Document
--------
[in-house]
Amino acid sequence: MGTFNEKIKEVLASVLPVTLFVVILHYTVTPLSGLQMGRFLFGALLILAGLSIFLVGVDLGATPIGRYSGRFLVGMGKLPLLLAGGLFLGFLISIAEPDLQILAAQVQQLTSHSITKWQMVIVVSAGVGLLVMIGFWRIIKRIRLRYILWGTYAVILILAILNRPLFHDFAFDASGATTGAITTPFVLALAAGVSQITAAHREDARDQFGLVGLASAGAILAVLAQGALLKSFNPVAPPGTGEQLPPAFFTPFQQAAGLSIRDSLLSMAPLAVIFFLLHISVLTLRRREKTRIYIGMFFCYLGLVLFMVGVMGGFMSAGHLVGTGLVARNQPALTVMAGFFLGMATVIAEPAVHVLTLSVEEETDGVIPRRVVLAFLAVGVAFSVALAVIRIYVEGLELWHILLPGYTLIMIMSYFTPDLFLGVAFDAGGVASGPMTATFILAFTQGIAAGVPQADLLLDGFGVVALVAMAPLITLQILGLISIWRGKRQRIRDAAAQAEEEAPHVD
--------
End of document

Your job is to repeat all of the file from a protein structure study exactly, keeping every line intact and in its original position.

[in-house]
Amino acid sequence: MGTFNEKIKEVLASVLPVTLFVVILHYTVTPLSGLQMGRFLFGALLILAGLSIFLVGVDLGATPIGRYSGRFLVGMGKLPLLLAGGLFLGFLISIAEPDLQILAAQVQQLTSHSITKWQMVIVVSAGVGLLVMIGFWRIIKRIRLRYILWGTYAVILILAILNRPLFHDFAFDASGATTGAITTPFVLALAAGVSQITAAHREDARDQFGLVGLASAGAILAVLAQGALLKSFNPVAPPGTGEQLPPAFFTPFQQAAGLSIRDSLLSMAPLAVIFFLLHISVLTLRRREKTRIYIGMFFCYLGLVLFMVGVMGGFMSAGHLVGTGLVARNQPALTVMAGFFLGMATVIAEPAVHVLTLSVEEETDGVIPRRVVLAFLAVGVAFSVALAVIRIYVEGLELWHILLPGYTLIMIMSYFTPDLFLGVAFDAGGVASGPMTATFILAFTQGIAAGVPQADLLLDGFGVVALVAMAPLITLQILGLISIWRGKRQRIRDAAAQAEEEAPHVD